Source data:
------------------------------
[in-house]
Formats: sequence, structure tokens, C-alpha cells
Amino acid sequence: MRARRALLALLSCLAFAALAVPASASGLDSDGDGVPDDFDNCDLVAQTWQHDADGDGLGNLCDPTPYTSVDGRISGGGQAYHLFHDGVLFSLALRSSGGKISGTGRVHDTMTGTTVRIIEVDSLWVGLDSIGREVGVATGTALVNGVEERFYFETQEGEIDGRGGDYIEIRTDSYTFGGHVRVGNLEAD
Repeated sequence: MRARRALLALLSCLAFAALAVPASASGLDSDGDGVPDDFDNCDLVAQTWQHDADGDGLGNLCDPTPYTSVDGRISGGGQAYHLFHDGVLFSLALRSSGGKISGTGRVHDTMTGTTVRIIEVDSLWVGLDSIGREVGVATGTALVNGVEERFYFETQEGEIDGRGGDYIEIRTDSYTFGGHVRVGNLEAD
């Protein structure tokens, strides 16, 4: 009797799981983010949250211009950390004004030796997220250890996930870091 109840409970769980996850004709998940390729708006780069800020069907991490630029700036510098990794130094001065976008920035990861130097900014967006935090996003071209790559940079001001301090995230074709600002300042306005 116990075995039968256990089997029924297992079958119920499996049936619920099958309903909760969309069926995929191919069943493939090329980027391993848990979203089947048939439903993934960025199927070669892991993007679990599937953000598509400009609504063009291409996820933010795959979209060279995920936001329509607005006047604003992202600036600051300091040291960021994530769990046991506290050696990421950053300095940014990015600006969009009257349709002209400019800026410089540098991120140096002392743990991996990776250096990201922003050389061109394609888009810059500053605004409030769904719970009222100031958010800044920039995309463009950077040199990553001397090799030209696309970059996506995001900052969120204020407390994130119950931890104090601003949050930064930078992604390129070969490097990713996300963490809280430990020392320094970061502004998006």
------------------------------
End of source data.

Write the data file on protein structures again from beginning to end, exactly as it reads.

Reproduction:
[in-house]
Formats: sequence, structure tokens, C-alpha cells
Amino acid sequence: MRARRALLALLSCLAFAALAVPASASGLDSDGDGVPDDFDNCDLVAQTWQHDADGDGLGNLCDPTPYTSVDGRISGGGQAYHLFHDGVLFSLALRSSGGKISGTGRVHDTMTGTTVRIIEVDSLWVGLDSIGREVGVATGTALVNGVEERFYFETQEGEIDGRGGDYIEIRTDSYTFGGHVRVGNLEAD
Repeated sequence: MRARRALLALLSCLAFAALAVPASASGLDSDGDGVPDDFDNCDLVAQTWQHDADGDGLGNLCDPTPYTSVDGRISGGGQAYHLFHDGVLFSLALRSSGGKISGTGRVHDTMTGTTVRIIEVDSLWVGLDSIGREVGVATGTALVNGVEERFYFETQEGEIDGRGGDYIEIRTDSYTFGGHVRVGNLEAD
């Protein structure tokens, strides 16, 4: 009797799981983010949250211009950390004004030796997220250890996930870091 109840409970769980996850004709998940390729708006780069800020069907991490630029700036510098990794130094001065976008920035990861130097900014967006935090996003071209790559940079001001301090995230074709600002300042306005 116990075995039968256990089997029924297992079958119920499996049936619920099958309903909760969309069926995929191919069943493939090329980027391993848990979203089947048939439903993934960025199927070669892991993007679990599937953000598509400009609504063009291409996820933010795959979209060279995920936001329509607005006047604003992202600036600051300091040291960021994530769990046991506290050696990421950053300095940014990015600006969009009257349709002209400019800026410089540098991120140096002392743990991996990776250096990201922003050389061109394609888009810059500053605004409030769904719970009222100031958010800044920039995309463009950077040199990553001397090799030209696309970059996506995001900052969120204020407390994130119950931890104090601003949050930064930078992604390129070969490097990713996300963490809280430990020392320094970061502004998006």